Which brings us to the current issue: although dated November/December 2015, it’s out on the newsstands now, with a cover by David A. Hardy, which utilizes his little green alien that has graced a number of F&SF covers. Hardy is a Fellow and founding member of the IAAA (the International Association of Astronomical Artists), and his covers show his amazing grasp of astronomical art. (I mention the IAAA, because another founding member, Rick Sternbach—he of Star Trek The Next Generation fame as well—was our Art GOH at VCON 40 this past weekend. And a splendid time was had by all.)
On to the stories in the current issue.
I started reading in at the end, with Lisa Mason’s sparkling short, “Tomorrow is a Lovely Day,” which combines FTL messaging, time repeats (like Groundhog Day), Nostradamus, the world (as usual) falling apart and other familiar items into a well-written mélange that just might be about the end of the world as we know it. (Or maybe not….)”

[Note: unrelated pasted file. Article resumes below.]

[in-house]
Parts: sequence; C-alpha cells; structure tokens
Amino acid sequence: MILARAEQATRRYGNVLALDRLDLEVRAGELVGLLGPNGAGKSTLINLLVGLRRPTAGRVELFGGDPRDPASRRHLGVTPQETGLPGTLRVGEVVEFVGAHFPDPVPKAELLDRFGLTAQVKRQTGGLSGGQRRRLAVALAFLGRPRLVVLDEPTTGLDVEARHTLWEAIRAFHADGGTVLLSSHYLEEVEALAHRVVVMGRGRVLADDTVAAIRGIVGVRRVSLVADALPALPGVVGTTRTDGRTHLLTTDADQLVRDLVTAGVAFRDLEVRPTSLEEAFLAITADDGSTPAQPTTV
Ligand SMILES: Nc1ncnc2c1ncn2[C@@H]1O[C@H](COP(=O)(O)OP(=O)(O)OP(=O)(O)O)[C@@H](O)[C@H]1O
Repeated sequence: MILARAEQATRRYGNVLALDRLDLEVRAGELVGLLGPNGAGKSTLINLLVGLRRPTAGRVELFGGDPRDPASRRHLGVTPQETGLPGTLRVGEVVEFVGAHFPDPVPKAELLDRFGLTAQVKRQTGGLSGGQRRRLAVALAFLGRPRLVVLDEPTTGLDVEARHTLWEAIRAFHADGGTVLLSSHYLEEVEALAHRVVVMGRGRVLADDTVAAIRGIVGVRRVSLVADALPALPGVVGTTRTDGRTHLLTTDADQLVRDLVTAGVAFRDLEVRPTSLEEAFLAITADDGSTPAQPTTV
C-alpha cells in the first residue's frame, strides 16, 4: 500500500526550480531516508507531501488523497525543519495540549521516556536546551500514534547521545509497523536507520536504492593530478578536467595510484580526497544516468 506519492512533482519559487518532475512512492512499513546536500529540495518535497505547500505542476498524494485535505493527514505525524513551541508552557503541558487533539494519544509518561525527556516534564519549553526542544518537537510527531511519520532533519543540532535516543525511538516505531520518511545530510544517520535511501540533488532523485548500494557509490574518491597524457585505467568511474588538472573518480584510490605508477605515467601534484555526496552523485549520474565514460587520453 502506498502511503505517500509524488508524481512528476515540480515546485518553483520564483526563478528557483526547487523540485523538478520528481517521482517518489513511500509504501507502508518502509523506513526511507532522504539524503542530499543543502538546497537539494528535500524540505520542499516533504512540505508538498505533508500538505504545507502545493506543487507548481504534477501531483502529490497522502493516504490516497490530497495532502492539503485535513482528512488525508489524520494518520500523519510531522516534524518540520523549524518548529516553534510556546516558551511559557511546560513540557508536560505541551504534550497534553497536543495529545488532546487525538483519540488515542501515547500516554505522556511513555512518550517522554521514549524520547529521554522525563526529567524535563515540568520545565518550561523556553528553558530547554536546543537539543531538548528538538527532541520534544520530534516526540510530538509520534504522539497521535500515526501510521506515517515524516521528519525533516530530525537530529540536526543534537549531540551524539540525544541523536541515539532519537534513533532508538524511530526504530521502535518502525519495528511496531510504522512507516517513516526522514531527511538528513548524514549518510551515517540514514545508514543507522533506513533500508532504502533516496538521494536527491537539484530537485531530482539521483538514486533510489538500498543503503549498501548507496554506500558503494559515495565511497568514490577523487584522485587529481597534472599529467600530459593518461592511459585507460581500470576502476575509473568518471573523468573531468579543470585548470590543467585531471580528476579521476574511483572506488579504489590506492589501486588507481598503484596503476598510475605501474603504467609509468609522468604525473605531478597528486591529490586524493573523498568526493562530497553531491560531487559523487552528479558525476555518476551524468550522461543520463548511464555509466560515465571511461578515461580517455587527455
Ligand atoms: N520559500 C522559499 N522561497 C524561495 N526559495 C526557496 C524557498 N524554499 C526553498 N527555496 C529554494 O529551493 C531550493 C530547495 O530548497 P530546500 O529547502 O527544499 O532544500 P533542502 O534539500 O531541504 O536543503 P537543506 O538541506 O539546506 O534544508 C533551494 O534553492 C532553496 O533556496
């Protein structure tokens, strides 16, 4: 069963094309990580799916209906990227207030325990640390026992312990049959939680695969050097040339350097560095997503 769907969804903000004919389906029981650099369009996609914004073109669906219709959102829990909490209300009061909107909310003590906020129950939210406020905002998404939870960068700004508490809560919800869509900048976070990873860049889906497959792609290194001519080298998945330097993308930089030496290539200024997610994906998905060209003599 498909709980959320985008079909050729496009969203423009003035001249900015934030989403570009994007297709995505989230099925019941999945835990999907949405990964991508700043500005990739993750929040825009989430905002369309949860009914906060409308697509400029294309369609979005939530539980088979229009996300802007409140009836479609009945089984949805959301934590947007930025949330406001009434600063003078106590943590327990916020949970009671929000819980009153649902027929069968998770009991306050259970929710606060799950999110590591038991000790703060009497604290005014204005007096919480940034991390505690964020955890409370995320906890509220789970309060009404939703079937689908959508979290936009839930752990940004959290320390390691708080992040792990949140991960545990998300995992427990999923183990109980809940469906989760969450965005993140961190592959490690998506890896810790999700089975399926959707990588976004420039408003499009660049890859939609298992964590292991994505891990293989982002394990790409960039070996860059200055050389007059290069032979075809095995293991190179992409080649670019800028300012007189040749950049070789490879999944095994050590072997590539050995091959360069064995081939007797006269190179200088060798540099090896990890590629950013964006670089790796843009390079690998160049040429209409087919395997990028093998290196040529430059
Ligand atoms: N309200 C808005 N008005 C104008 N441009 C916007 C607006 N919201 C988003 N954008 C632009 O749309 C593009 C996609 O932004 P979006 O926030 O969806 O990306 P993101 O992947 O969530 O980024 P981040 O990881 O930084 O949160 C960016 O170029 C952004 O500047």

Steve’s excellent take on the rest of the stories follows but I’m not going to set his words out here. Click on his link for the inestimable Fahnstalk’s words. Steve concludes:
“So there you go; after all these years, F&SF is still right up there with your “must-read” fiction, in my opinion. Give it a shot—if your local newsstand doesn’t carry it (and there are fewer and fewer outlets for actual magazines), then you can subscribe online here or buy it through Amazon.com.”
And third, we’ve got Locus Magazine, the Trade Journal of the Science Fiction Field with a review of “Tomorrow Is A Lovely Day” by Lois Tilton: